There is "lime-cured ginger" in Italian translation as "zenzero tagliato con la limetta", which means lime fruit, but in Czech print there is "vápnem ošetřený zázvor", which is ginger cured with mineral lime.
So there are two interpretations: pickling and bleaching.
Suppose we are able to rule out other possibilities because they weren't as common at the time, so they would have needed some explanation.
The brownish color of the cured powder found in book IV may provide a small clue, but maybe even bleached powder could have darkened after some time.

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    An excellent question and one not (as far as I can tell) addressed in the English language version of the books. Both mentions merely refer to "lime" without additional commentary. It could easily be pickling in slaked lime or pickling in lime fruit juice
    – Valorum
    Sep 6, 2021 at 8:34

1 Answer 1


This almost certainly refers to the mineral, not the lime fruit. From https://www.bizencyclopedia.com/articles/view/6800/149

Bleached ginger is produced by dipping scrapped fresh ginger in a slurry of slaked lime, Ca(OH)2, (1 kg of slaked lime/120 kg of water) followed by sun drying.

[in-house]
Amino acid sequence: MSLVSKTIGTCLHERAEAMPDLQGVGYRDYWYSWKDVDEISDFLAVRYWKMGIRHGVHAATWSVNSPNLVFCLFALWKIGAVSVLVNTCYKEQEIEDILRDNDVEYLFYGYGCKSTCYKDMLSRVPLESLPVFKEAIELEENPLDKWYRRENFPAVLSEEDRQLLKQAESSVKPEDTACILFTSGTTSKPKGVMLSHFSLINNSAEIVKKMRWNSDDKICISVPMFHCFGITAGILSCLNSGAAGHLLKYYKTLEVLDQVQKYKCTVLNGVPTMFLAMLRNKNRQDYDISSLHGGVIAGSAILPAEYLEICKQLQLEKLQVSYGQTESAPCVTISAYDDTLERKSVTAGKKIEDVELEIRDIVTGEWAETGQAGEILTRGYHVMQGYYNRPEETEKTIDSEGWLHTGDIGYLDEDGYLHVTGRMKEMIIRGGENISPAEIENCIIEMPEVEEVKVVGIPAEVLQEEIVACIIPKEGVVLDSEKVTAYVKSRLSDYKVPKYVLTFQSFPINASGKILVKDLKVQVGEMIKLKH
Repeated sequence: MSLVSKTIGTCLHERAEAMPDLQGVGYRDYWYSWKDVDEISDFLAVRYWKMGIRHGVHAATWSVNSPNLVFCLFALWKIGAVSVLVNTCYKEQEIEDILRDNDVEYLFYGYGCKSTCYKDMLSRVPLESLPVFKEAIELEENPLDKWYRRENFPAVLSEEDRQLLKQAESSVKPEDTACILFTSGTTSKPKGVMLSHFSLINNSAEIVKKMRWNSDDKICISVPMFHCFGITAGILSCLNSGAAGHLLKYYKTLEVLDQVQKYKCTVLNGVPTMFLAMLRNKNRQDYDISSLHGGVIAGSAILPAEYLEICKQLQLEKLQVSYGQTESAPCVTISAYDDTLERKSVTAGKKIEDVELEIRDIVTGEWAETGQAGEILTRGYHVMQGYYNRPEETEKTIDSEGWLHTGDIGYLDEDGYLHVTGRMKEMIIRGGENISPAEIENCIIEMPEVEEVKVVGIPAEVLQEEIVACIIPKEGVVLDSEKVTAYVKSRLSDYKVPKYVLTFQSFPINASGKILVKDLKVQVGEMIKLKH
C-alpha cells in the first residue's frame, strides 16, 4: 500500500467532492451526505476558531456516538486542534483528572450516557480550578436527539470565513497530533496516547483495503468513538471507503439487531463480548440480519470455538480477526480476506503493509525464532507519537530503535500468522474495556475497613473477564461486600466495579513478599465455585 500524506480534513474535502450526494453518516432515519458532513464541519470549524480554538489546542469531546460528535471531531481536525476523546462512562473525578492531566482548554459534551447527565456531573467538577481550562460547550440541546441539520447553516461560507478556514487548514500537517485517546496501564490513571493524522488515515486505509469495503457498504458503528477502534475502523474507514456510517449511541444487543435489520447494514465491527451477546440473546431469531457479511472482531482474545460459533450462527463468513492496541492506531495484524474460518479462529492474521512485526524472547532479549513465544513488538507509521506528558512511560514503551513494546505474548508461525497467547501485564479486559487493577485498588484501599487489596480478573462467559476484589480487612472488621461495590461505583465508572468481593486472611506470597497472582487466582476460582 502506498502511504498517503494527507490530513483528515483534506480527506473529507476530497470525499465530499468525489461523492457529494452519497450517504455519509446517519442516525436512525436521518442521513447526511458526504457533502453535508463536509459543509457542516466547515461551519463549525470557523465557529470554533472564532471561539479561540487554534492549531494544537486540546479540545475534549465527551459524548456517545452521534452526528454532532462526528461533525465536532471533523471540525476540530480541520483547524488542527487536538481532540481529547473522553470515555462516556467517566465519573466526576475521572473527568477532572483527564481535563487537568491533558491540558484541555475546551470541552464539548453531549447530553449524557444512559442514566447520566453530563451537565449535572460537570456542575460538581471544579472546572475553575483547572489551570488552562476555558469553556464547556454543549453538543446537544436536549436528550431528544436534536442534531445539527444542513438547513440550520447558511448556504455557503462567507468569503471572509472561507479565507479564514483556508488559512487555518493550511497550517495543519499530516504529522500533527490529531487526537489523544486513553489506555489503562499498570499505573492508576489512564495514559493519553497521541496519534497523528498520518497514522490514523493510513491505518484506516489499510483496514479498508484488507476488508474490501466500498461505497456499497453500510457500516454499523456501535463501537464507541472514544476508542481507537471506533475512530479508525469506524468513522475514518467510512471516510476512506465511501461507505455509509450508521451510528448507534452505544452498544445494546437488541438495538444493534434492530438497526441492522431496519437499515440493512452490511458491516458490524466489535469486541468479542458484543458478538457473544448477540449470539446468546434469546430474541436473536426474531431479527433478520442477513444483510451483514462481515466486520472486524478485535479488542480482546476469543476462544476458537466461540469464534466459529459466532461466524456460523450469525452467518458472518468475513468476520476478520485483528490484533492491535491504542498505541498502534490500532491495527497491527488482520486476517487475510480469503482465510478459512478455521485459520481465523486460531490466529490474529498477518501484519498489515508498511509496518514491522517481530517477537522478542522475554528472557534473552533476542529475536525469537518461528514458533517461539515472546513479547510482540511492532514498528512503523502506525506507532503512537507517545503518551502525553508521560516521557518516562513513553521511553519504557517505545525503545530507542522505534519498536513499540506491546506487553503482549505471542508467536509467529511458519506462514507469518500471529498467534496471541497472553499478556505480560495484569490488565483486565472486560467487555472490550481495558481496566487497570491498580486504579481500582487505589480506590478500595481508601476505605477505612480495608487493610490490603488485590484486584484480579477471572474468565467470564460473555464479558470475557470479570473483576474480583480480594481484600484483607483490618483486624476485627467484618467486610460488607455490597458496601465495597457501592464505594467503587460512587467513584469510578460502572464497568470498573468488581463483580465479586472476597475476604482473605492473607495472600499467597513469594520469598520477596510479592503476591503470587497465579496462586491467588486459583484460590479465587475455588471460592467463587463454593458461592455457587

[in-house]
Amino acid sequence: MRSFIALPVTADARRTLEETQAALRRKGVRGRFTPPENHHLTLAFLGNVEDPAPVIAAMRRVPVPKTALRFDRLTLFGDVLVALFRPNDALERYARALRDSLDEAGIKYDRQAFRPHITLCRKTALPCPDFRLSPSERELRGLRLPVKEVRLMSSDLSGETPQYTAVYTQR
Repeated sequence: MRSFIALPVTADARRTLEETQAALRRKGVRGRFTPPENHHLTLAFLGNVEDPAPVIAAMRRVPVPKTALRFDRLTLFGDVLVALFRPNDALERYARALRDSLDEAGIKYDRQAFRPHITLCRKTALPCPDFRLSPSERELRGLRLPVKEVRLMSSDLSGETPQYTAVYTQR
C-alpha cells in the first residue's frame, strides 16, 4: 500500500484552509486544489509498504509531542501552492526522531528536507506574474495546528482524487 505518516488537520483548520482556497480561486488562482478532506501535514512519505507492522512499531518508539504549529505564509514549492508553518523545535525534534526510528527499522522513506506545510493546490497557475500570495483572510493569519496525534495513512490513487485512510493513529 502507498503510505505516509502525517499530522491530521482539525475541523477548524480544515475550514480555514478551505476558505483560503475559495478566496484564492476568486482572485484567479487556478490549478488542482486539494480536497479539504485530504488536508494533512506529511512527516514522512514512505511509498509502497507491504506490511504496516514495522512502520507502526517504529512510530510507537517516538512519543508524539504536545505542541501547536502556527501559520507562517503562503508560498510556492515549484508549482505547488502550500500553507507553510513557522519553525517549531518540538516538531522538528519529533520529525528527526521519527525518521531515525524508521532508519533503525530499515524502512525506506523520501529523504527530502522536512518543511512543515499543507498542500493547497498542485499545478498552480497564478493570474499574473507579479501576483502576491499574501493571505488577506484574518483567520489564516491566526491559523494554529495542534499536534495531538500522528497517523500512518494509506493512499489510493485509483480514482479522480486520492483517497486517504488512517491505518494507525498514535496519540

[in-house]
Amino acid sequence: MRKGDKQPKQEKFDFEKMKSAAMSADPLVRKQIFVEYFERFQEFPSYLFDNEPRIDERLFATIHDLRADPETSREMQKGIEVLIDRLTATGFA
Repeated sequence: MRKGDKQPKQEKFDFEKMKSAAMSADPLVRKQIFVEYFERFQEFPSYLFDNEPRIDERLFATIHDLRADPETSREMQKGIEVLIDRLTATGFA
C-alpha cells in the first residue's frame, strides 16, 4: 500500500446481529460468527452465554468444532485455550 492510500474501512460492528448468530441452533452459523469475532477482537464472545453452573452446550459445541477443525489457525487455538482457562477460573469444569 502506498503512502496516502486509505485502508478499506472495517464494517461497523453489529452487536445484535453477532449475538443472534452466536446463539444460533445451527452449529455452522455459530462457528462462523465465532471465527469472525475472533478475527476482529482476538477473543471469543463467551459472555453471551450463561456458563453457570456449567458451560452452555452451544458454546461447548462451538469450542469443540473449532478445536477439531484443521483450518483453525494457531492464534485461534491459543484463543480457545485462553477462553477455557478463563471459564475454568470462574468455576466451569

As the water adhering to the rhizomes dry, the ginger is again dipped in the slurry. This process is repeated until the rhizomes become uniformly white in colour.
Dry ginger can also be bleached by the similar process. Liming gives ginger a better appearance and less susceptibility to the attack of insect pests during storage and shipping.

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    @Valorum I'd call that lime-pickled ginger. Sure, pickling and curing both refer to preservation, but "cured" tends to imply that the end product is relatively dry, whereas pickles tend to be wet.
    – PM 2Ring
    Sep 6, 2021 at 13:39
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    Pickled ginger can also be dried afterwards and powdered
    – Valorum
    Sep 6, 2021 at 13:43
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    The answer states: "...uniformly white in colour." But Striking the Balance Ch.VII reads: "...bowl full of brownish powder. ... Not only was it ginger, it was lime cured,..."
    – exim
    Sep 6, 2021 at 20:50
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    @exim Ok. You should add that quote to your question. I've never encountered lime-cured ginger myself, AFAIK, but I often use ginger in my cooking, both fresh and powdered. Finely chopped fresh ginger is a very pale brown, but soon turns a darker brown hue. Powdered ginger usually has a brownish tinge, and it wouldn't surprise me if lime-cured ginger gets that tinge when it's ground.
    – PM 2Ring
    Sep 6, 2021 at 21:02
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    @exim Sorry, I can't see any mention of preservation, taste, ingestion, or psychoactivity in your question. If you want those factors addressed you should edit your question to make that explicit.
    – PM 2Ring
    Sep 7, 2021 at 8:58

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